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Original Chihuly sculpture stolen from St. Petersburg gallery, police say

An empty spot is left where the stolen Chihuly work, Cobalt and Lavender Piccolo Venetian with Gilded Handles, used to sit. Video at tampabay.com/video.
An empty spot is left where the stolen Chihuly work, Cobalt and Lavender Piccolo Venetian with Gilded Handles, used to sit. Video at tampabay.com/video.
Published Feb. 9, 2016

UPDATE:

One day after a Chihuly glass sculpture was discovered missing from the artist's St. Petersburg collection, the piece turned up undamaged at a nearby arts center.

The vessel was found Tuesday morning by an employee at the Morean Arts Center. It was undamaged.

Read the full story here.

ST. PETERSBURG — A custodial worker at the Chihuly Collection came upon every art director's nightmare early Monday: an empty, broken display shelf.

The discovery of a missing glass vessel, with an estimated value of between $20,000 and $25,000, laid bare the fact that the fine art gallery on tony Beach Drive was the victim of a heist.

"I would more or less say I'm heartbroken," said Andy Schlauch, executive director of the Collection. "I was completely shocked."

The piece, identified by the St. Petersburg Police Department as Cobalt and Lavender Piccolo Venetian with Gilded Handles, measures 8 inches by 6 inches by 6 inches. It was secured by silicon to wooden tiles, which were affixed to a small shelf with epoxy, according to Schlauch. Two tiles were missing along with the glass art. The piece did not have an individual alarm.

Officials with the Collection think the vessel was taken Sunday because door alarms would have sounded had anyone tried to break in overnight. Schlauch said a security guard was on duty while the gallery was open between noon and 5 p.m. Typically, the guard would work near the ticket booth and make occasional rounds of the building.

"If there's somebody who would look suspicious, our staff is used to having to keep an extra eye on people for that sort of thing," he said.

A few hundred people passed through the gallery Sunday before about 4 p.m., Schlauch said, when crowds began to dwindle before the Super Bowl. Authorities were reviewing surveillance footage Monday afternoon. The vessel was positioned next to five other glass works, but Schlauch said that particular piece was the smallest in the group. It is part of a series of works styled after Venetian Art Deco classics.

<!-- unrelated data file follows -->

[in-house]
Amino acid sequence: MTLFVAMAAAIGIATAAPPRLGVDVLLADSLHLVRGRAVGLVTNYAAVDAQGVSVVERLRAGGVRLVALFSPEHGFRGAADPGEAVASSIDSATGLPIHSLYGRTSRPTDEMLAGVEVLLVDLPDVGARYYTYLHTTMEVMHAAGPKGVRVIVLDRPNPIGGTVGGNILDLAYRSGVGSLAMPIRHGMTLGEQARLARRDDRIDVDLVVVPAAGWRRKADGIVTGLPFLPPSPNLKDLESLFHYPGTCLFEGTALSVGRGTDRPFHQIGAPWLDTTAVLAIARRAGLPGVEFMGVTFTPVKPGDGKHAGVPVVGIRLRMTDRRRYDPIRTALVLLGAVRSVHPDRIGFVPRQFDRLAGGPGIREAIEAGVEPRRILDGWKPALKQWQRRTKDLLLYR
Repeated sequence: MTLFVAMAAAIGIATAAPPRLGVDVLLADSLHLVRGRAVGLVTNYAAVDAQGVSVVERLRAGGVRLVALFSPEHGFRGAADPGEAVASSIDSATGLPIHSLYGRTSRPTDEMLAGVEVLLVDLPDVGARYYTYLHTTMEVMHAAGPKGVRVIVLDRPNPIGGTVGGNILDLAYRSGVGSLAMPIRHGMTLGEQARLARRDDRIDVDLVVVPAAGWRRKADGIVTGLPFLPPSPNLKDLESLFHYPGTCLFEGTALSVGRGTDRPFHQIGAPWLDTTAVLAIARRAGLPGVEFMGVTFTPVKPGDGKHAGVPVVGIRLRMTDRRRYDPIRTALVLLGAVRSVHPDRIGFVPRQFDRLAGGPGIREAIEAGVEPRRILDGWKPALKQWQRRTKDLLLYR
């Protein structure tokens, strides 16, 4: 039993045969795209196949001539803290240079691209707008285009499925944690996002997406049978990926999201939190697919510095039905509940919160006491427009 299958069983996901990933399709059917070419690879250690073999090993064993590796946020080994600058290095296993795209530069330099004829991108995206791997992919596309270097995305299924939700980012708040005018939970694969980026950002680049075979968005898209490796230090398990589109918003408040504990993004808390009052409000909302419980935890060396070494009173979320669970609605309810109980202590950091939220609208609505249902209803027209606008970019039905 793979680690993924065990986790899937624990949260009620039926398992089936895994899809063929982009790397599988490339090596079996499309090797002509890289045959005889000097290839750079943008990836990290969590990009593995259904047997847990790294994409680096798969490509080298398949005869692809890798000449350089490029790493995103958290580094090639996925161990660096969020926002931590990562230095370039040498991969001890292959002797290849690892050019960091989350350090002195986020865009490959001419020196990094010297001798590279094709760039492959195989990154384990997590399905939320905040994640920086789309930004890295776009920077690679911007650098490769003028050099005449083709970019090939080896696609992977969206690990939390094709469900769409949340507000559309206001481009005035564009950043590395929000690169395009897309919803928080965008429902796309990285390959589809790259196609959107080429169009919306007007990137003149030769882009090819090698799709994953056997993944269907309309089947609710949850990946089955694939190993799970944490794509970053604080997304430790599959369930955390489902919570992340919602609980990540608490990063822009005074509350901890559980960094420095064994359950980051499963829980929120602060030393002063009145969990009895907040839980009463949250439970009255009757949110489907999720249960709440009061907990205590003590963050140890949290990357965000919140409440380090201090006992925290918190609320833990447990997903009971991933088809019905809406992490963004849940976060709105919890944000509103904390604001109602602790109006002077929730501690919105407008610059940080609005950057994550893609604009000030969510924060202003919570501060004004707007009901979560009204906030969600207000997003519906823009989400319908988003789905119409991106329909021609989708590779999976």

William Warmus, former curator of modern glass at the Corning Museum of Glass in New York, said he often speaks of Dale Chihuly, along with Louis Comfort Tiffany, as the 20th century's most accomplished glass artists.

"He's obviously one of the most important figures, and the Venetians series is one of his most important series — and one of also the most difficult ones to make," Warmus said.

Each vessel contains several delicate flourishes that make it distinctive. The stolen artwork had gilded handles that Schlauch fears may have shattered when the piece was pried from the shelf.

Officials with the St. Petersburg gallery notified Chihuly of the missing piece after they learned of the theft.

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"I think Dale would be every bit as heartbroken as I am," Schlauch said. "Sometimes I've heard him say some of his drawings feel like his children."

The market for someone trying to sell the stolen artwork will shrink as more people learn of the theft, Warmus said. Chihuly's designs are unique and recognizable, and pictures of the missing vessel were already circulating early Monday afternoon.

"If it showed up somewhere, somebody would raise a red flag pretty quickly," Schlauch said.

The museum remained open Monday and admirers of Chihuly's work filtered through the space, snapping pictures and ogling blooms of colorful glass even as detectives passed nearby.

Some hadn't noticed the empty shelf or assumed the piece was taken down for cleaning.

When told of the stolen artwork, Pat Walsh, 65, from Virginia circled back through the gallery to take a look.

One of the best parts of the collection, she said, is how close guests can get to the work.

"The fact that somebody took advantage of that approachability and proximity is sad," she said.

"It's extremely upsetting and it kind of demonstrates a feeling of selfishness and greed to think they have the right to steal something from the museum and the entire public," said Judy Danielson, 67, a tourist from Maine.

Nearby, Schlauch bounded between police officers and reporters. One asked if the theft reminded him of the popular heist film Ocean's Eleven. Schlauch demurred, saying an incident like this "doesn't happen often."

He fidgeted and shared a message for the thief.

"Just bring it back," he said. "That's all I want."

Times news researcher John Martin and art critic Lennie Bennett contributed to this report. Contact Zachary T. Sampson at zsampson@tampabay.com or (727) 893-8804. Follow @ZackSampson.

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